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15 records – page 1 of 2.

Acoustic Performance of Timber and Timber-Concrete Composite Floors

https://research.thinkwood.com/en/permalink/catalogue684
Year of Publication
2014
Topic
Acoustics and Vibration
Material
LVL (Laminated Veneer Lumber)
Timber-Concrete Composite
Application
Floors
Author
Schluessel, Marc
Shrestha, Rijun
Crews, Keith
Year of Publication
2014
Format
Conference Paper
Material
LVL (Laminated Veneer Lumber)
Timber-Concrete Composite
Application
Floors
Topic
Acoustics and Vibration
Keywords
New Zealand
Australia
Building Code of Australia
Sound Insulation
Conference
World Conference on Timber Engineering
Research Status
Complete
Notes
August 10-14, 2014, Quebec City, Canada
Summary
A major problem in light-weight timber floors is their insufficient performance coping with impact noise in low frequencies. There are no prefabricated solutions available in Australia and New Zealand. To rectify this and enable the implementation of light-weight timber floors, a structural floor was designed and built in laminated veneer lumber (LVL). The floor was evaluated in a laboratory setting based on its behaviour and then modified with suspended ceilings and different floor toppings. Twenty-nine different floor compositions were tested. The bare floor could not reach the minimum requirement set by the Building Code of Australia (BCA) but with additional layers, a sufficient result of R'w+Ctr 53 dB and L’nT,w + CI 50 dB was reached. Doubling of the concrete mass added a marginal improvement. With concrete toppings and suspended ceiling it is possible to reach the goal in airborne and impact sound insulation. The best result was achieved by combining of additional mass and different construction layers.
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Can Mass-Timber Construction Materials Provide Effective Thermal Capacitance in New Homes?

https://research.thinkwood.com/en/permalink/catalogue241
Year of Publication
2012
Topic
Energy Performance
Environmental Impact
Application
Wood Building Systems
Author
Dewsbury, Mark
Geard, Detlev
Fay, Roger
Organization
International Building Performance Simulation Association
Year of Publication
2012
Format
Conference Paper
Application
Wood Building Systems
Topic
Energy Performance
Environmental Impact
Keywords
Australia
Building Code
Building Code of Australia
Carbon
Climate Change
Codes
Embodied Energy
Mass Timber
Thermal
Conference
ASim 2012
Research Status
Complete
Notes
November 25-27, 2012, Shanghai, China
Summary
There has been no research to date exploring whether timber products can provide effective thermal capacitance in residential or commercial construction. This research is exploring the use of unique mass-timber products to provide a new form of thermal performance capacitance within the built fabric of new and existing homes. The development of mass timber products is a new paradigm in material and building science research in Australia, requiring the accounting for carbon emissions, carbon sequestration, material embodied energy and material thermal properties for this renewable resource. This paper focuses on the results from preliminary building simulation studies encompassing house energy rating simulations and a comparative analysis of embodied energy and carbon storage for a series of house plans in Australia.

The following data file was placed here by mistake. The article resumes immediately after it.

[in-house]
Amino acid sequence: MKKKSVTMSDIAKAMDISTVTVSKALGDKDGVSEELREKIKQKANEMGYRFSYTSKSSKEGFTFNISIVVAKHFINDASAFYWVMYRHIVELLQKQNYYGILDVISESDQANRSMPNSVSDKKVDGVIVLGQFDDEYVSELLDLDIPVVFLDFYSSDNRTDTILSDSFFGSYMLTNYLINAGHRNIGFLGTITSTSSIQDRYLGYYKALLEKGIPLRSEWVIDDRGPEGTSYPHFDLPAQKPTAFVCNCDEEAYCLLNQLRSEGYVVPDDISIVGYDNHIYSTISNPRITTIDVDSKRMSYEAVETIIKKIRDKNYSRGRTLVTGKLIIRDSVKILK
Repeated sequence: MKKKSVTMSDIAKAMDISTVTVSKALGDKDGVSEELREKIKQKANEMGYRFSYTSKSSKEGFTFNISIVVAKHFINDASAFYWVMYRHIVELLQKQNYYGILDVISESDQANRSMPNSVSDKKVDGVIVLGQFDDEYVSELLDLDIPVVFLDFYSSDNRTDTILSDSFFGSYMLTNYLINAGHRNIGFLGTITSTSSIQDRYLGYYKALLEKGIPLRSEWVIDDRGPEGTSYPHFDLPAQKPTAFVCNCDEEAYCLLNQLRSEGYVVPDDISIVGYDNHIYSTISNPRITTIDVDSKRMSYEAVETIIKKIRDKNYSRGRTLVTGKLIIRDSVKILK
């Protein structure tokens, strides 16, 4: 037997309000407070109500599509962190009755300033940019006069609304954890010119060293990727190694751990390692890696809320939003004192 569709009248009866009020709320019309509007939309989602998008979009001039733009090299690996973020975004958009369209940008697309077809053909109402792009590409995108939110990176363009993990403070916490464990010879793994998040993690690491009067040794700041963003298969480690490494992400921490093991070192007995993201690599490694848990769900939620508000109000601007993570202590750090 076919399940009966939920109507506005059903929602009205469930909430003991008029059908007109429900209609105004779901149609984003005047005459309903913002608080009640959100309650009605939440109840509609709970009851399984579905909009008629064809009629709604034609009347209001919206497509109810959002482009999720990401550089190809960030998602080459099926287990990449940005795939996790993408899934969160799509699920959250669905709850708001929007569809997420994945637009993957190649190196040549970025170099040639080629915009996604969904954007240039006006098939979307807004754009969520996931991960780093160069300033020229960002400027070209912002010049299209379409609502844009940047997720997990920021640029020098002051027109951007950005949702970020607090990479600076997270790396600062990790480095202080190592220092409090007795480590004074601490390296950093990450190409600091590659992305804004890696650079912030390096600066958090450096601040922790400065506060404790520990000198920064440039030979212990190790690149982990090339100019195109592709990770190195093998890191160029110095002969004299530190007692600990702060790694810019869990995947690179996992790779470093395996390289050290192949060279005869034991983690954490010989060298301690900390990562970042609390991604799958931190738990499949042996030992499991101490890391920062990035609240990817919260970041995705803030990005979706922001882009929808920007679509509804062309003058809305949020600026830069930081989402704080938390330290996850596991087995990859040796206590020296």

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A Comparative Life Cycle Assessment of Two Multi Storey Residential Apartment Buildings

https://research.thinkwood.com/en/permalink/catalogue403
Year of Publication
2015
Topic
Environmental Impact
Energy Performance
Material
Light Frame (Lumber+Panels)
Application
Wood Building Systems
Author
Carre, Andrew
Crossin, Enda
Organization
Forest and Wood Products Australia
Year of Publication
2015
Format
Report
Material
Light Frame (Lumber+Panels)
Application
Wood Building Systems
Topic
Environmental Impact
Energy Performance
Keywords
Australia
Life-Cycle Assessment
Multi-Storey
Residential
Concrete
Research Status
Complete
Summary
This study compares the life cycle environmental impacts of two multilevel residential buildings built in Melbourne, Australia. The study was commissioned by Australand and funded by Forest and Wood Products Australia (FWPA). The first building considered, the ‘Study Building’, incorporated an innovative light weight building approach utilising a stick-built timber frame and a ‘cassette floor’ building system. The second building, the ‘Reference Building’ utilised a more typical building approach, incorporating precast concrete panels and suspended concrete slab floors (Table 1). The primary goal of the study was to compare the potential environmental impacts of the above buildings across their respective life cycles. The study employed the LCA methodology described by the ISO14044 standard to undertake the comparison of the buildings. The analysis addressed a building life cycle scope which was prescribed by GBCA (GBCA 2014), which in turn based the boundary definition on the EN15978 standard, as shown in Figure 1. Although EN15978 was used to define the scope of the LCA, the study is not intended to be fully compliant with the standard.